Lectures

In the belief that personal circumstances play an important part in shaping the work of art historians, Jonathan Brown reflects on his career as a specialist in Hispanic art. He will also take a fresh look at Las Meninas (Museo Nacional del Prado, Madrid), discussing how it was understood by Velázquez's contemporaries at the court of Philip IV. The lecture coincides with the publication of Brown's In the Shadow of Velázquez: A Life in Art History.
 

Houdon and Clodion are among the greatest French sculptors of the late eighteenth century, as well as the creators of works featured in the Frick's special exhibition Enlightenment and Beauty. As students in Rome in the 1760s, both were schooled in Greek and Roman culture and studied vast collections of antiquities. Yet what they absorbed from their training and the paths they chose to follow were quite different. This lecture will explore the sculptors' respective sources of inspiration and patronage. 

At the end of the sixteenth century Giambologna dominated the art of the small bronze, and his statuettes were highly prized by rulers and sophisticated collectors across Europe. In principle, the master’s models could be endlessly reproduced in bronze casts. Research undertaken for the upcoming exhibition Renaissance and Baroque Bronzes from the Hill Collection will show how and why replication became a major characteristic of the art of the small bronze and investigate whether multiplicity was considered a virtue.―This lecture is made possible by the Robert H.

This lecture presents an overview of the Hill Collection exhibition, which combines celebrated masterpieces with new discoveries in the field of bronzes. It traces the history of the bronze statuette from the late fifteenth to the eighteenth century in Italy and northern Europe. Particular emphasis is placed on the works of preeminent sculptors such as Giambologna, Tetrode, and Adriaen de Vries.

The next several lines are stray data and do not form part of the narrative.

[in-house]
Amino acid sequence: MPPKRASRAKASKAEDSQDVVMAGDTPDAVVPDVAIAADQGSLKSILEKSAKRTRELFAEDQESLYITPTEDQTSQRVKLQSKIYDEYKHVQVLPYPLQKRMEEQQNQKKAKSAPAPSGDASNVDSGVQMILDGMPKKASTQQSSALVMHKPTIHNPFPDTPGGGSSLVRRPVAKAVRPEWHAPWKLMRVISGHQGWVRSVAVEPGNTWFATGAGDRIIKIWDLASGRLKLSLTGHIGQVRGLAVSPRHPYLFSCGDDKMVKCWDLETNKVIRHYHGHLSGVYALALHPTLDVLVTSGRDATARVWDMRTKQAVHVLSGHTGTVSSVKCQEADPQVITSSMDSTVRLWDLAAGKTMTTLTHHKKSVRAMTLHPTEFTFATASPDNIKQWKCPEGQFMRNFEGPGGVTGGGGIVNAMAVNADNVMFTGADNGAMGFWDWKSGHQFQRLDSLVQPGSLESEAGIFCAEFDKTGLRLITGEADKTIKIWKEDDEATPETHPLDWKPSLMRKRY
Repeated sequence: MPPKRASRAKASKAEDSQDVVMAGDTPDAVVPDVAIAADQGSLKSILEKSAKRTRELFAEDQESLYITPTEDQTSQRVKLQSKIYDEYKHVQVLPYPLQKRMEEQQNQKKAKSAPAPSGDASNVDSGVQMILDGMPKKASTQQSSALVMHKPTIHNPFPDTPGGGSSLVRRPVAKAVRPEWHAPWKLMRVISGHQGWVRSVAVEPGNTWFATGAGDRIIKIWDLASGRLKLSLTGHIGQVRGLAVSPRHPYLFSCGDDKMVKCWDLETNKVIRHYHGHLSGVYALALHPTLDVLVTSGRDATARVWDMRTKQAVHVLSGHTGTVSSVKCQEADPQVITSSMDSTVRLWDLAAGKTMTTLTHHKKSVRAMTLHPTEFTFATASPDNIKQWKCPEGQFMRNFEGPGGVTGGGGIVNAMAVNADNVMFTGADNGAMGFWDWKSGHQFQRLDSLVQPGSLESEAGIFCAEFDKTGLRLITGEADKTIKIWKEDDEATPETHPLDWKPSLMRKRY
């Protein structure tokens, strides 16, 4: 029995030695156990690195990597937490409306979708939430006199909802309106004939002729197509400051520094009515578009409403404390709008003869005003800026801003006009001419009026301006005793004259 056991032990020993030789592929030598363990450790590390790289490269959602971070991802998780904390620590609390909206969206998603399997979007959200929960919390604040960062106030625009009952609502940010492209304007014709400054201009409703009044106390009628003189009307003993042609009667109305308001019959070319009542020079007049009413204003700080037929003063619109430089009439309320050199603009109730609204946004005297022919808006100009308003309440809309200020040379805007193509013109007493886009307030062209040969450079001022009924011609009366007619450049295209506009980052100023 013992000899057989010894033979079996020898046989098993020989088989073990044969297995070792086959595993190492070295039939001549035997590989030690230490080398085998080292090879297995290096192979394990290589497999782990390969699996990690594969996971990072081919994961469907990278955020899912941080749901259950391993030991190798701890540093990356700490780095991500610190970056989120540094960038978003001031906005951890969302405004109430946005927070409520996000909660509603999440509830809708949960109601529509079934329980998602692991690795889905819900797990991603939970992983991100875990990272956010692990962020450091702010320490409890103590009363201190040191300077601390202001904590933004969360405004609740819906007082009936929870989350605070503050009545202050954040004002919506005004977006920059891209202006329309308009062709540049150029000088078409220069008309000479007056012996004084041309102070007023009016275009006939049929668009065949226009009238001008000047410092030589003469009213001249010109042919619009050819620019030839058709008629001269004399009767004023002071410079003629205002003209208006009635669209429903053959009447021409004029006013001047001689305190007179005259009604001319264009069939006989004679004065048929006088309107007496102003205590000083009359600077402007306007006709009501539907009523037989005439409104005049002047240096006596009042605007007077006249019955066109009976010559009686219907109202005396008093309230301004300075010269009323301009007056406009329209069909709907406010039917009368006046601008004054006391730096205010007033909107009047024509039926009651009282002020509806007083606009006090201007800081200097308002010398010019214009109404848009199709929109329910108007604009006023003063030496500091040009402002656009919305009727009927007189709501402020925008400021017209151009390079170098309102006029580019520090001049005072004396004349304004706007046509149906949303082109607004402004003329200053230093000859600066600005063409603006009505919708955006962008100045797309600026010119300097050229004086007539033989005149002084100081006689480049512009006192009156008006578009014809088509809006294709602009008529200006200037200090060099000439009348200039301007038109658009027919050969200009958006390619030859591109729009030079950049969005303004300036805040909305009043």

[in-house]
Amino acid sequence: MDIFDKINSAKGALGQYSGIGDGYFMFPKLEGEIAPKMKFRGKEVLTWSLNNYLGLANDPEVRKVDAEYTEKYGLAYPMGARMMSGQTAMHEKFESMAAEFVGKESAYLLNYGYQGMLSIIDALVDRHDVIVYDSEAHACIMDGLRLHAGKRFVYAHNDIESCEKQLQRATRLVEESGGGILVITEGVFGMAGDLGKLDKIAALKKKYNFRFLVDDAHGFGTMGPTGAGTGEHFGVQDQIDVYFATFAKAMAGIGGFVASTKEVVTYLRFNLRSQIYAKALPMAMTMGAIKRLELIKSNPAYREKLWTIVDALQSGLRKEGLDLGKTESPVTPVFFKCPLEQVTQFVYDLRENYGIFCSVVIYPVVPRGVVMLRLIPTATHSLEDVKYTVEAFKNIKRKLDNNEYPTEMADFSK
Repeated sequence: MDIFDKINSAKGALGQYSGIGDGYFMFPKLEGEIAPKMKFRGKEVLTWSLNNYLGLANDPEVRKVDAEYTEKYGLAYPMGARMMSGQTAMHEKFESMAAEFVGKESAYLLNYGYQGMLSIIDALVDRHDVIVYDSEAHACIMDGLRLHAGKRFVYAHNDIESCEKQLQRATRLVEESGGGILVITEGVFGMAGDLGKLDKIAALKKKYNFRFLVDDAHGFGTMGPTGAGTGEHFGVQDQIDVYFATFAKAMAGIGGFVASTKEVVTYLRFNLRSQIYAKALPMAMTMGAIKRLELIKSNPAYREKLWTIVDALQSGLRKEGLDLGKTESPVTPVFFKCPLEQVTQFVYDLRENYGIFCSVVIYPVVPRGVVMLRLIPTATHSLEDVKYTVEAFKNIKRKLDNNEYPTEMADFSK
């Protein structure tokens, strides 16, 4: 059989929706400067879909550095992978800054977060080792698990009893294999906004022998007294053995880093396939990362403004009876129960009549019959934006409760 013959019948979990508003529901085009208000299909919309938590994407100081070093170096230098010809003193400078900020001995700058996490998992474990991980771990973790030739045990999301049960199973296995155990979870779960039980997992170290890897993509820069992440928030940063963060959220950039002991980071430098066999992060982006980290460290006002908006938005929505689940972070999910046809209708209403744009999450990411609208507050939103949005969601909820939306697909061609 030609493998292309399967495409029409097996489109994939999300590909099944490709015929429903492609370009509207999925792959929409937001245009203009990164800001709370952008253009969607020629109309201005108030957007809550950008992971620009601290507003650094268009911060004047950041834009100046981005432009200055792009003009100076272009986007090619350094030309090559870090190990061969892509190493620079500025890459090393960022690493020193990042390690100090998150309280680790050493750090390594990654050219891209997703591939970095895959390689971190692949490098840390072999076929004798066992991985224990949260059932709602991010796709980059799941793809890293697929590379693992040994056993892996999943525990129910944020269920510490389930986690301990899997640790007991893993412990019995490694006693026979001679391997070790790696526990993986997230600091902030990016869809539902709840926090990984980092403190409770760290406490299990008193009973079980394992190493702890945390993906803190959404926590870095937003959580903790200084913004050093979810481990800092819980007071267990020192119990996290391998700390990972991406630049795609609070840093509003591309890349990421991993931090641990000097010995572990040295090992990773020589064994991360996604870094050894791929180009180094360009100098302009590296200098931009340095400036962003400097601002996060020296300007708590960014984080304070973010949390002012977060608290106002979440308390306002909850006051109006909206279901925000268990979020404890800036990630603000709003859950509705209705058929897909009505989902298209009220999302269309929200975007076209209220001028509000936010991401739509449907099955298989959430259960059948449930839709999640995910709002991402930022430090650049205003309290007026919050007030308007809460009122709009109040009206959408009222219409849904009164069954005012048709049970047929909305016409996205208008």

―This lecture was made possible by the Robert H. Smith Family Foundation.
 

At the end of the nineteenth century, Vermeer's Girl with a Pearl Earring sold for a pittance, an unknown work by an artist who was only beginning to achieve recognition. Today it is revered as a great masterpiece, so famous that it is recognizable by its title alone, with the name of its maker being almost superfluous. This lecture examines the reasons this image resonates so profoundly with contemporary audiences.
 

October 3, 2013
The Center for the History of Collecting at The Frick Collection celebrates the inauguration of its Fellows Program with a lecture Start Again: Collections and Memory by Edmund de Waal, author of The Hare with Amber Eyes: A Hidden Inheritance.

This lecture examines David d'Angers's monumental commissions of the 1820s and 1830s in relation to the Bourbon Restoration, the July Monarchy, and the politics of public memory. It also will consider the sculptor's relationship to the period's architects and their collaborative work on the transformation of urban space in Paris.
 

Dutch genre paintings of the seventeenth century show individuals in domestic settings going about their daily activities, such as letter writing, eating and drinking, or making music. Many of these seemingly straightforward scenes, however, contain moral lessons that are difficult for us to decipher today.

Noted art critic and historian Hans den Hartog Jager interviewed Dutch photographer Rineke Dijkstra, known for her remarkable oeuvre of large-scale portraits, which were featured in a retrospective at the Solomon R. Guggenheim Museum last year. The artist discussed the relationship of contemporary photography and her own work to paintings by such artists as Rembrandt and Vermeer. 

―This program was made possible through the generous support of the Drue Heinz Trust.
 

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